And, since we aren’t paying that money to the bank every month, we can do something else with it.
Our cat, whose name is Mouse, is an adorable, fluffy ball of joy.
She also has allergies. Sometimes her skin gets so itchy that she scratches herself sore, and she looks like she’s been in a fight!
These aren’t new allergies; she sometimes looked like this in Salinas, but she was an indoor/outdoor cat then, and we assumed she was getting into tiffs with the neighbors.
But Mouse is strictly an indoor cat here in Portland, so we took her to the vet. She gave her some medicine to help with the Itchies. But it isn’t very effective, and is hard on her kidneys, so we can’t give her too much of it.
The Vet also gave us a cone. The cone is more effective than the medicine at keeping her from scratching herself, but she hates it. It is heavy and makes her clumsy.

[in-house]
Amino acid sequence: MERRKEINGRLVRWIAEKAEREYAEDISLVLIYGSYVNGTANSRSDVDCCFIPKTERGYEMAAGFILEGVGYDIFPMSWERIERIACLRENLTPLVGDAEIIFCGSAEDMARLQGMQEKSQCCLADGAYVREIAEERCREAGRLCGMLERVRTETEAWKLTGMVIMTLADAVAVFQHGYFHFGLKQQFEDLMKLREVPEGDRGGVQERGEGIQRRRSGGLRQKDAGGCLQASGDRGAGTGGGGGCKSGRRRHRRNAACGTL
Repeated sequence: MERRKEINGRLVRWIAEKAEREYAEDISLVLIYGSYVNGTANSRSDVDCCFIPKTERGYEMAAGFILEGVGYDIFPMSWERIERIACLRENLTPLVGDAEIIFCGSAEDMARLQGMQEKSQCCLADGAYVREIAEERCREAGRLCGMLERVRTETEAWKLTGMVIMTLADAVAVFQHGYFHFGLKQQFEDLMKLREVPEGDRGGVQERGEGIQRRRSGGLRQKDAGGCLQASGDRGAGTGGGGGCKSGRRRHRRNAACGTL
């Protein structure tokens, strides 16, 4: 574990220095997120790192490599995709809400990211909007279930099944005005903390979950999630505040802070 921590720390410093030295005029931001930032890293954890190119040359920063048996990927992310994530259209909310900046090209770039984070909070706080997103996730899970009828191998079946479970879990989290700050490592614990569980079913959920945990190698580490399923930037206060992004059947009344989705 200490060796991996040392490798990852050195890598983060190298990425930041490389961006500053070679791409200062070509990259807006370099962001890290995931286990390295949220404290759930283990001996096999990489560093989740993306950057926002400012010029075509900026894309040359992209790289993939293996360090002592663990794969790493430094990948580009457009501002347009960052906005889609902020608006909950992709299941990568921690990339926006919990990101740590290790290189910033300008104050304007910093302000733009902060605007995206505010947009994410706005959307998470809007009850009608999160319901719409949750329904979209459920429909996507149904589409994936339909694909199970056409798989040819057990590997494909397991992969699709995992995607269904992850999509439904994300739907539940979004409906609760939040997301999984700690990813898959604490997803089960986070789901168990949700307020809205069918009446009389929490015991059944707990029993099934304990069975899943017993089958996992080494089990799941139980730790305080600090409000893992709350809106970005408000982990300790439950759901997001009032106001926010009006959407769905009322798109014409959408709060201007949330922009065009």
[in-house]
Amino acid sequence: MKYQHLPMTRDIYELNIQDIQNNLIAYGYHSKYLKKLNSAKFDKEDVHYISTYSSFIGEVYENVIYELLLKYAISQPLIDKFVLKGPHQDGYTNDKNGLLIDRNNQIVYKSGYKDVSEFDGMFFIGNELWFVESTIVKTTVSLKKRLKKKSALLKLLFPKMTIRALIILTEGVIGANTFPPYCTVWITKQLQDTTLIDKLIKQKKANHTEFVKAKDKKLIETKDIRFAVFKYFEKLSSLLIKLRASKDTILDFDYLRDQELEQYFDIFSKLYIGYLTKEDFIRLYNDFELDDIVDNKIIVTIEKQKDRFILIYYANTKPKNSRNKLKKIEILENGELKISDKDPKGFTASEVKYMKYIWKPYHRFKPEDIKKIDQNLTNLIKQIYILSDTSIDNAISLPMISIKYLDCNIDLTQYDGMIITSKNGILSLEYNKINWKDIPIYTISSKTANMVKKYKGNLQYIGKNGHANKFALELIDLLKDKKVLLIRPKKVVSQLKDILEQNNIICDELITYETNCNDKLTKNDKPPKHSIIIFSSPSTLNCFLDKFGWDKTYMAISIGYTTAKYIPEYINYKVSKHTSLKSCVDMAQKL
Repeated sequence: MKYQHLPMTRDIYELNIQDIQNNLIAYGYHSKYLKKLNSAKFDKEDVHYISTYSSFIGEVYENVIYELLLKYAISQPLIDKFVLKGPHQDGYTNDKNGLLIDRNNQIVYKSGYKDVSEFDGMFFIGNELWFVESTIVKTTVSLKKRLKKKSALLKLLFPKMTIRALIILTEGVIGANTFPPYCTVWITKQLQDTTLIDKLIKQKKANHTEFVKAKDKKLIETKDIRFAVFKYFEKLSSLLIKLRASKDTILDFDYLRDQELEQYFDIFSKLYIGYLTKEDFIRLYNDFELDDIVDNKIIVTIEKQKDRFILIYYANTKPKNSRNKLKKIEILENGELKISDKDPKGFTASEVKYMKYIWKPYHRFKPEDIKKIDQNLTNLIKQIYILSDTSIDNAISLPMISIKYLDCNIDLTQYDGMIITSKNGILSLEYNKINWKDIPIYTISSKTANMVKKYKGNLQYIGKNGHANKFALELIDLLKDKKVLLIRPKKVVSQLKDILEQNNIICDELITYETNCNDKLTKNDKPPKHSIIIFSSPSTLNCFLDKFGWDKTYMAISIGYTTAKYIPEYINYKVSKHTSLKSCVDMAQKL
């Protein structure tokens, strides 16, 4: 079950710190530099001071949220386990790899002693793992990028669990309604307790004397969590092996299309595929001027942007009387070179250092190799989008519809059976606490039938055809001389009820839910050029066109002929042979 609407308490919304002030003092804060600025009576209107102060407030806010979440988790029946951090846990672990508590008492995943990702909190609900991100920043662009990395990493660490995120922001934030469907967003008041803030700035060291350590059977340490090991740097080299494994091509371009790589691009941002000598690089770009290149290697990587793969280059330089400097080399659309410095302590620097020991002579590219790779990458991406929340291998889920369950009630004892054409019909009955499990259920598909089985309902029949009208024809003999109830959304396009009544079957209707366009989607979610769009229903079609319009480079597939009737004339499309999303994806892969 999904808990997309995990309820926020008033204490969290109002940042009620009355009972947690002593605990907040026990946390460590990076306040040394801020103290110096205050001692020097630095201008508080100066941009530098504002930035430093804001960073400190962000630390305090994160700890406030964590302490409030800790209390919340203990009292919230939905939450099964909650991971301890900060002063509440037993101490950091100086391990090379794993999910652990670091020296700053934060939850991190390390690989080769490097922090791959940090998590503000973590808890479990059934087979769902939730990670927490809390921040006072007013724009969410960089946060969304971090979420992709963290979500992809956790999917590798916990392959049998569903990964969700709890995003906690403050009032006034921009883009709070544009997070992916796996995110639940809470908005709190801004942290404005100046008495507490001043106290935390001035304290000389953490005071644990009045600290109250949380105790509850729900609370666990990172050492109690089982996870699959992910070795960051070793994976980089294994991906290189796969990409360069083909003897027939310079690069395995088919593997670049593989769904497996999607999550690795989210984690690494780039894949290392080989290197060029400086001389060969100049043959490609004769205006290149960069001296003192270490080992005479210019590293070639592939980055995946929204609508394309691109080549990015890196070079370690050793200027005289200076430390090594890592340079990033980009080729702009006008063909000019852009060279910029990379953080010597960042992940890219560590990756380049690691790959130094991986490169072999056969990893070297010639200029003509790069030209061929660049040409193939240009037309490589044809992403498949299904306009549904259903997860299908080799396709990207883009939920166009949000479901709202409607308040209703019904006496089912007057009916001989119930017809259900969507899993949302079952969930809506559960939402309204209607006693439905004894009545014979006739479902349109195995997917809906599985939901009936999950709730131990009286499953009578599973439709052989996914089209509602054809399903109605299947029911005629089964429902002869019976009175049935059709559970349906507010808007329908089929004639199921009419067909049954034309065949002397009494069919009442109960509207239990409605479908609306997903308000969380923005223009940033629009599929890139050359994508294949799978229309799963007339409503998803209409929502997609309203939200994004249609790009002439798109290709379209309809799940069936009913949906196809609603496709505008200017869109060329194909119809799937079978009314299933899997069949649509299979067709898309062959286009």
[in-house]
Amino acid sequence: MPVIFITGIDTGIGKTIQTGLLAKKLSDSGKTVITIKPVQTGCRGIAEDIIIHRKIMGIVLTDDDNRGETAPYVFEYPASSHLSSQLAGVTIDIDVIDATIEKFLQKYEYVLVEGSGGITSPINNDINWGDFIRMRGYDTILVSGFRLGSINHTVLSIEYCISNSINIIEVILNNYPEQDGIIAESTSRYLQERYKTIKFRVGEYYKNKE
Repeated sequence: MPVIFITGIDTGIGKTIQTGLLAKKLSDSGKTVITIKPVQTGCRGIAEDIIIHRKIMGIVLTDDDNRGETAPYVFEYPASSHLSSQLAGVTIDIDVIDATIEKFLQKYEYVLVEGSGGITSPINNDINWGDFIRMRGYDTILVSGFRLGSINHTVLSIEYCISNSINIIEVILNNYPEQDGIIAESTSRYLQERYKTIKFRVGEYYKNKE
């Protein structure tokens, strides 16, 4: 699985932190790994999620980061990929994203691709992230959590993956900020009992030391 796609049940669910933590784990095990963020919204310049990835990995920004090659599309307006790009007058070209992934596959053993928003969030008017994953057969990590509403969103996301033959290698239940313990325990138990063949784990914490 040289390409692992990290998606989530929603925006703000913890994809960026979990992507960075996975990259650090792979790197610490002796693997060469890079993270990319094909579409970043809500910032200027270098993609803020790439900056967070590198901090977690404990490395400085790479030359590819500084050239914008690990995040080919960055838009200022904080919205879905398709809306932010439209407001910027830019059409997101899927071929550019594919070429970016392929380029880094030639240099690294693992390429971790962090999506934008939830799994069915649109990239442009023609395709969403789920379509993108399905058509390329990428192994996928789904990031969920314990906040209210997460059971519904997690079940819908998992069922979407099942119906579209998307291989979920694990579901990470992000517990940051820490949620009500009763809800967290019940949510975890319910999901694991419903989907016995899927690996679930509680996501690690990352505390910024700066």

She looks like a table lamp or a dish antennae. So, whenever we can, we take the cone off and snuggle.
We don’t like to drive much. I mean, driving is okay for bringing heavy groceries home or getting to the coast, but our adventures around town usually don’t use the car.
So yesterday, when we wanted to see the installation of the new Earl Blumenauer Pedestrian Bridge over the Banfield Freeway, we walked! It’s only a few miles north, after all.
Well, and about a mile west…. Anyway, after a wonderful stroll through the Irvington neighborhood, we found the freeway.
It was EMPTY. Not a car in sight! The city had blocked off a few miles of freeway so they could install the bridge safely. I wonder how all those thousands of cars were getting around? After we had soaked up the quiet of six lanes of silence, we walked toward the installation site.